“Other people aren’t the scariest part of prison…It’s coming face-to-face with who you really are. Because once you’re behind these walls there’s nowhere to run, even if you could run. The truth catches up with you in here…and it’s the truth that’s going to make you her bitch.”
HELLO INTERNET. My name is Hillary. I like serialized storytelling and bulleted lists and I’ll be your Orange is the New Black recapper for the forseeable future. What I’m doing here is a crash course in season 1, to catch up the die-hards and hopefully draw in newbies before season 2 begins on Friday, and the regular recaps start.
I’m gonna give a whole post to the first episode, because it has a lot of relevant table setting, and smush the rest of the episodes into two or three posts – we’ll just have to check in with characters, see how their plots are moving along, note their flashbacks, maybe engage in a little light speculation. Now, ready? AWESOME.
A LITTLE BIT OF HISTORICAL CONTEXT:
Ladies-in-prison stories are old hat at this point. Most notably, they were a fixture of lesbian pulp novels in the 50s, which were totally a thing (A DOPE AS HELL thing you should all be aware of, def read a couple then come talk with me about them). But a lot of those novels, as well as many other women’s prison narratives, were often written by men, for the titillation of other men. Maybe they did tell compelling stories about women in a pressure-cooker environment, but that was secondary to the smutty stuff.
Skip over several decades of lady prison stories I don’t know as much about (gimme a break here) and now we have Netflix, desperate to be taken seriously as a creator of quality binge-able tv-style media content. And Jenji Kohan, who you might recognize as the former showrunner for Showtime’s suburban-mom-as-pot-dealer dramedy Weeds. They produce the wildly popular Orange is the New Black in 2013, which follows privileged convict Piper as she navigates Litchfield, a women’s prison in upstate New York.
OITNB’s selling point for a certain set of viewers (a set to which I enthusiastically belong) is its hugely diverse cast of women – plenty of women of color, queer women, queer women of color…a decent chunk of the spectrum that we don’t generally see on the small screen, or the large one for that matter. There’s even a non-sex worker role for a Black trans woman ?! Weird. It’s almost like people enjoy watching TV shows that don’t star angsty white dudes with dead girlfriends who have intense relationships with each other. (Do you hear me, network execs?) (No, you do not. On the internet, no one can hear you scream.)
One good criticism I’ve read about this storytelling dynamic is related to our heroine – a privileged, wealthyish white lady (she is queer, but that’s a complicated discussion for another time). By using her as our POV character, the narrative creates a subtle othering effect with regards to the characters of color, and those coming from lower income backgrounds, and implies the need for their stories to be “legitimized” through a white lens. That’s definitely something I’d like to keep in perspective as I move forward with this recap, although, full disclosure, I am a white lady myself, so there’s only so much I can do in that area without swerving out of my lane.
ON TO THE SHOW
“I’ve always loved getting clean,” a voiceover tells us over the soothing opening strains of the Staple Singers’ “I Know a Place.” We watch a conventionally pretty white/blonde human grows up in a series of baths – baby-in-sink followed by kid-in-bubble-bath followed by adult-making funny-business-with-a-smokin’-hot-lady followed by adult-making-funny-business-with-less-hot-dude.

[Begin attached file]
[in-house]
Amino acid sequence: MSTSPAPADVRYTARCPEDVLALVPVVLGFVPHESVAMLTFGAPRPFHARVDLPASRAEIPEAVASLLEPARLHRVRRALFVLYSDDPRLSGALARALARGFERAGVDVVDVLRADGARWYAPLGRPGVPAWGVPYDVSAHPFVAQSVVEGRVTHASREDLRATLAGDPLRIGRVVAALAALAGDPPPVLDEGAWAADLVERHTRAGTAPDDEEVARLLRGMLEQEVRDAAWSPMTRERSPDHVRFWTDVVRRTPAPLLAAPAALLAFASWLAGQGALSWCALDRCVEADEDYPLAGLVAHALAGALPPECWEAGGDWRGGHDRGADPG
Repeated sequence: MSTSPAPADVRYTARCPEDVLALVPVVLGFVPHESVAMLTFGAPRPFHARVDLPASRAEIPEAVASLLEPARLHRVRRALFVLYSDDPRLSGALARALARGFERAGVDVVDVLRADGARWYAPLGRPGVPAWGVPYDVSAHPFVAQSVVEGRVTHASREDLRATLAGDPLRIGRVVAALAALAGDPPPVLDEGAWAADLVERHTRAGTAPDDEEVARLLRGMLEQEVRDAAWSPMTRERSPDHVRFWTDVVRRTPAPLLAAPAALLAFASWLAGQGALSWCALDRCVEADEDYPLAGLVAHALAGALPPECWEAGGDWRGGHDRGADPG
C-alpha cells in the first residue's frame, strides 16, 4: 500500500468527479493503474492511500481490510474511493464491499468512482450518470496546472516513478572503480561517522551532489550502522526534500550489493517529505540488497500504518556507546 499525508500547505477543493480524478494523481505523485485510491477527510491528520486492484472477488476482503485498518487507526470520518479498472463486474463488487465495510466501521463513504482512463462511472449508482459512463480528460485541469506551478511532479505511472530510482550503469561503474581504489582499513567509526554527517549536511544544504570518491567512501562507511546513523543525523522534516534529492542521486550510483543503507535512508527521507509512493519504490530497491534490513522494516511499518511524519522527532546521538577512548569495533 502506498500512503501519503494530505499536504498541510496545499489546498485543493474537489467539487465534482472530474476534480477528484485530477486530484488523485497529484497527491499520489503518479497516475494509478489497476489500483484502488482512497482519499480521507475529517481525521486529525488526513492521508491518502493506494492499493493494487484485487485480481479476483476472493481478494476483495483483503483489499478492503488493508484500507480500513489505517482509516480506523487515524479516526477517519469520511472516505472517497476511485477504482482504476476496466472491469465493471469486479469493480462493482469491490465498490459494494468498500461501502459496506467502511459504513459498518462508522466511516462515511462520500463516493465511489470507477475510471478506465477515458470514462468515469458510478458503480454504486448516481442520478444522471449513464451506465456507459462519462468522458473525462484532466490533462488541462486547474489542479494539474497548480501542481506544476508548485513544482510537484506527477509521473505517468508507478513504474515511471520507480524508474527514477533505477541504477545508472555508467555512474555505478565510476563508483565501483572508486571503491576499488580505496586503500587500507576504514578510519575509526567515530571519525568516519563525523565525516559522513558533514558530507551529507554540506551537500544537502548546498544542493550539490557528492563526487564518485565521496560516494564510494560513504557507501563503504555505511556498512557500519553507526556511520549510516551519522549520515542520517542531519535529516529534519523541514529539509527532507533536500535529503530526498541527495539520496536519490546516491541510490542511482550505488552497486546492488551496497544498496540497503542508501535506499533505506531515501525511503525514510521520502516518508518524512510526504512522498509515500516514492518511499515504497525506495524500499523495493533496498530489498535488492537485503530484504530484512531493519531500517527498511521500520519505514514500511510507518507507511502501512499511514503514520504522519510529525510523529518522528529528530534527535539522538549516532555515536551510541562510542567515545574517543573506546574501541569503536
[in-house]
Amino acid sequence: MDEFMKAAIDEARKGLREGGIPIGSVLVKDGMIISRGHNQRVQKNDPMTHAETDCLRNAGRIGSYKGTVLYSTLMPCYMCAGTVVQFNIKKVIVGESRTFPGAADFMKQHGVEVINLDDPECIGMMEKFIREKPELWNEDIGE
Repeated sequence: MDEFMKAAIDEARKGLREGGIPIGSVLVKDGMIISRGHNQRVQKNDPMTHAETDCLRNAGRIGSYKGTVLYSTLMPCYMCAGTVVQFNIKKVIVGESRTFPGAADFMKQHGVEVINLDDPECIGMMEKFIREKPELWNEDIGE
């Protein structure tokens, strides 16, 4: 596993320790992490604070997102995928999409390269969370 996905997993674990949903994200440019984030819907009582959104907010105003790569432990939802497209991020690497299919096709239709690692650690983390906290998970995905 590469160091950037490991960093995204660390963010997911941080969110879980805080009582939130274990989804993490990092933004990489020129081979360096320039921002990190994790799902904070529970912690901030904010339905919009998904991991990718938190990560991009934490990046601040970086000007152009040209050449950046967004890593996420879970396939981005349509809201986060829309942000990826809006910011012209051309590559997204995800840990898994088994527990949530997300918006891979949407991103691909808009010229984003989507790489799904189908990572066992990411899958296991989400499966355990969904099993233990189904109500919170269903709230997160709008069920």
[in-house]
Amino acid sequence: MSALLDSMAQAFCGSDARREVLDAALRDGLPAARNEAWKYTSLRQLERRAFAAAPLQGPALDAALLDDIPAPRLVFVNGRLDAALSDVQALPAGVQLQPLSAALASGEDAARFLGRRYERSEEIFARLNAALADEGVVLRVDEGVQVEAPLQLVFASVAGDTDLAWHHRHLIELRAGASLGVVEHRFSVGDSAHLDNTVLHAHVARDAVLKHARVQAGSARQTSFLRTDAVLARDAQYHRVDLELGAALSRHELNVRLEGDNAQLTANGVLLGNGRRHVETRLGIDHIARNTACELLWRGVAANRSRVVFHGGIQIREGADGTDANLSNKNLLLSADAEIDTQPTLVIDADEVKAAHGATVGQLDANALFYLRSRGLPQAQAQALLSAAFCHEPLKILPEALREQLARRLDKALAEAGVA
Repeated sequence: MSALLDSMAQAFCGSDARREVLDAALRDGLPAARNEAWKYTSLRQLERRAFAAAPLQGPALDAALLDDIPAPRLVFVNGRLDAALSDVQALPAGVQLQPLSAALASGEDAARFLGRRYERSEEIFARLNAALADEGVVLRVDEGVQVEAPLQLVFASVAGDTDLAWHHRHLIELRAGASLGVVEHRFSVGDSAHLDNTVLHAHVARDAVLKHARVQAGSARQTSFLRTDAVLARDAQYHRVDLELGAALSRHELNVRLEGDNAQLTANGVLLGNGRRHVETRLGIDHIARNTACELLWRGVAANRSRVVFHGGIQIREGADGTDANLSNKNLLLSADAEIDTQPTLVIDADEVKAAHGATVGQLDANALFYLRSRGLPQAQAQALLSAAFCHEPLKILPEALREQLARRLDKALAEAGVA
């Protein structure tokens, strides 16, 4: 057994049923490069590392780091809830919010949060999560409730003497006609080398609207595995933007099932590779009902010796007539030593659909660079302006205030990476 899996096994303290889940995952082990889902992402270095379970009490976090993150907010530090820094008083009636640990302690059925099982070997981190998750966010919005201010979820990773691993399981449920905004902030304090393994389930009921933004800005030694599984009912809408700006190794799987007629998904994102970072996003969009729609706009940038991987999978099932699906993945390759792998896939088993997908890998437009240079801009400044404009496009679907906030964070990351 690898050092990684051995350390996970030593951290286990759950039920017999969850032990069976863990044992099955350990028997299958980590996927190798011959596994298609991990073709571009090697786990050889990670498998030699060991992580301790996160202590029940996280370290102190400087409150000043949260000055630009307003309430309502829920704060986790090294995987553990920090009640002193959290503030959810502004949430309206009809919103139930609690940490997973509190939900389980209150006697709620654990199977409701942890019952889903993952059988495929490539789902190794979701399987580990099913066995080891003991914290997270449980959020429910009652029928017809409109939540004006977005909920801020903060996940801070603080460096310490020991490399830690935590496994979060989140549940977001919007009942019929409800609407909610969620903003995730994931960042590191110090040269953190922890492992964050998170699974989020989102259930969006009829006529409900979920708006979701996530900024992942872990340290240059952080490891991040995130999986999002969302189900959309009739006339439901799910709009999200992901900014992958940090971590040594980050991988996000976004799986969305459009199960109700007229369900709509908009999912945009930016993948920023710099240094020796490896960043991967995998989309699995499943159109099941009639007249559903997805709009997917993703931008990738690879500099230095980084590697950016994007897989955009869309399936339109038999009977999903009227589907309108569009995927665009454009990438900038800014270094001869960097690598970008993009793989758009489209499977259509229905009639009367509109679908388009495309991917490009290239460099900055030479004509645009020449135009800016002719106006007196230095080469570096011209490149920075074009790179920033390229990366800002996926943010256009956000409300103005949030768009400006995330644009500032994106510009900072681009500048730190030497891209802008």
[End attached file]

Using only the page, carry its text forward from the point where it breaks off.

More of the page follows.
WHOOOOOOMP. Smash cut to a slightly grodier shower head, pan down to the same lady, recoiling and looking at the water pouring from the aforementioned like its sewage (it isn’t, for the record). This is our erstwhile heroine, Piper (Taylor Schilling). She comes off a little like an amalgamation of liberal, bourgeois-bohemian white person stereotypes. As time goes on, we will learn that this is exactly the case. Another woman, Black, clad in a baggy housecoat thing, is urging her to finish up. She does, and pulls open the shower curtain, nipples peaking around the edge of her modesty towel.
“Damn, you got some nice titties!” the other lady enthuses. “You got them TV titties! They stand up on they own, all perky and everything.” Piper is uncomfortable and I’m enjoying it, not even completely in a malicious way.
Walking away, Piper sneaks a peak down at her “TV tits” and allows herself a small smile. I warm to her slightly, as I have also been known to derive comfort from my breasts and the mere fact of their existence in times of trouble. They’re like cuddly little pets that can never leave you. In the background, Piper’s tit-appreciator is singing her own rendition of “I Know a Place,” and doing a damn fine job of it.
THEME SONG TIME: “You’ve Got Time” by Regina Spektor
This is aggressive for Spektor – more Riot Grrl lite than twinkly-piano-and-cutesy-French choruses. It feels weird. I’M INTO IT. Super close-up shots of female faces – either just the eyes or just the lips. Already, we’re seeing a wider range of women than most series will show in their entire run, in terms of both age and race. We’re seeing them in merciless minute detail: wrinkles, piercings, glasses, freckles, varying amounts of makeup, tattoos. Thousand-yard stares, curled lips. It’s flat-out gorgeous, I’m head over heels in love. The rest of the show can bomb, at least I have this. All is right with the world.
Cut to something labeled a “roasting box,” and two dudes discussing it. Silverman from Saving Silverman and a British one. “So there’s an entire pig in there?” Brit is asking. Silverman, who we’ll learn is Piper’s fiancé, responds and I DON’T CAAAAARE CAN WE HAVE THE THEME SONG AGAIN PLEASE but no, they persist in both talking and not being lady prisoners. Shot of Piper drinking a beer, talking to a pregnant woman, her best friend Polly (Maria Dizzia). This is her “going away” party. There are a few more scenes of Piper’s life on the outside, preparing to go away – Piper and Silverman getting ready to have their last schtup for 15 months, the two of them driving upstate so she can surrender, their fraught goodbye before she heads inside.